Financial Dictionary -> Investing -> Stockbroker

The stockbroker is a financial professional who acts as a middleman in transactions carried out in stock trading. The buying and selling of stocks and other related financial securities on the stock market cannot take place without the involvement of these professionals. Therefore, investors do not directly buy or sell. Every transaction must be carried out with the help of a stockbroker who acts on behalf of the investors.


The services provided by qualified and licensed individuals are categorized into three types - execution only, advisory dealing, and discretionary dealing. The investor decides on how he would prefer the service provided. Under execution only, the broker carries out the instructions of the client. Under advisory dealing, the broker provides advice to clients with regard to buying or selling of shares and the type of stock to carry out transactions with. Under discretionary dealing, the broker assumes responsibility for making decisions on behalf of the client as to achieve his investment goals. The stockbroker may also act as a financial and investment advisor. Financial advisors perform similar roles to those of stock brokers, and the latter may or may not act as financial advisors.

Stockbrokers as Principals

Stockbrokers who act in their own capacity, trading on the stock market, are not necessarily called brokers. They are often involved in speculative trading, and the term broker makes little sense in this case. Since these brokers do not act on behalf of a third party, the term dealer or trader is more appropriate.

Requirements for Becoming a Broker

Not every person can simply become a broker as there are certain requirements that have to be met. For most financial products, such as securities, a license is required. In the Unites States, one has to graduate from college and pass the Series 7 Exam, known as the General Securities Registered Representative Examination. For good test results, the candidate has to enroll in finance-related college courses before taking the exam. In some states, candidates are required to pass the Series 63 exam (Uniform Securities Agents State Law Examination) and the Series 65 Exam (Uniform Investment Advisor Law Exam).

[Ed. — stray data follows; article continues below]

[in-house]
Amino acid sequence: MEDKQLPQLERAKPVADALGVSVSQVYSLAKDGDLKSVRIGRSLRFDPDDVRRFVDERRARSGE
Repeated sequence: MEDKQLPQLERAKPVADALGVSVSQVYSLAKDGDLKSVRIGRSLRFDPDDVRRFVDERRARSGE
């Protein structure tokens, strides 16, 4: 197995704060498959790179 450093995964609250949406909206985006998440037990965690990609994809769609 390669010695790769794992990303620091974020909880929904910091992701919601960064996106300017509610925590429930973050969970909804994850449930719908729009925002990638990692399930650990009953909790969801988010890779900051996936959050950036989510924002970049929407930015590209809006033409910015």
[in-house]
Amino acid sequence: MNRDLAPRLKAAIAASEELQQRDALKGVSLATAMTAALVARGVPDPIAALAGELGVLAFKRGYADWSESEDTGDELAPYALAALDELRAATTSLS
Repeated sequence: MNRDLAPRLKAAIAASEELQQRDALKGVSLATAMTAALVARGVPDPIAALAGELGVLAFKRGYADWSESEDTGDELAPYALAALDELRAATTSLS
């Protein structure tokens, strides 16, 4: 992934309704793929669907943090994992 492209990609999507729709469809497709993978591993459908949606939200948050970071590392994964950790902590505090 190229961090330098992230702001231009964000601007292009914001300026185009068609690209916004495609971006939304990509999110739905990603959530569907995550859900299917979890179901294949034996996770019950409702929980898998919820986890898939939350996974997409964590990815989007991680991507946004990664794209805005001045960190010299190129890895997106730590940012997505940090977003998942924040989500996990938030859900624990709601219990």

Candidates can prepare for the exams by studying on their own or joining OJTs, which are offered by brokerage firms. When the candidate passes these, he must register and obtain a license. A broker can work as an independent representative or join a company. Because this field is quite competitive, the candidate has to be passionate and proactive as to attract clients or get hired by any brokerage firm.

In the United Kingdom, candidates sit for Unit 10 Principles of Financial Regulation for MiFID or Unit 1: FBI Financial regulations, together with Unit 3: Derivatives, Unit 4: for both Securities and Derivatives, or Unit 2: Securities.

Shopping for Brokers

Investing money in stocks requires involving experienced brokers in the process. When it comes to choosing a brokerage firm to handle your stock trading investments, it is best to interview as many brokers as possible before you come up with a good list, then choosing a seasoned broker. Pay special attention to the broker's fees, how much interest they charge, and how well they are performing on the stock market. Compare different brokerage firms and independent brokers before investing. A good stock trading education also helps in the process.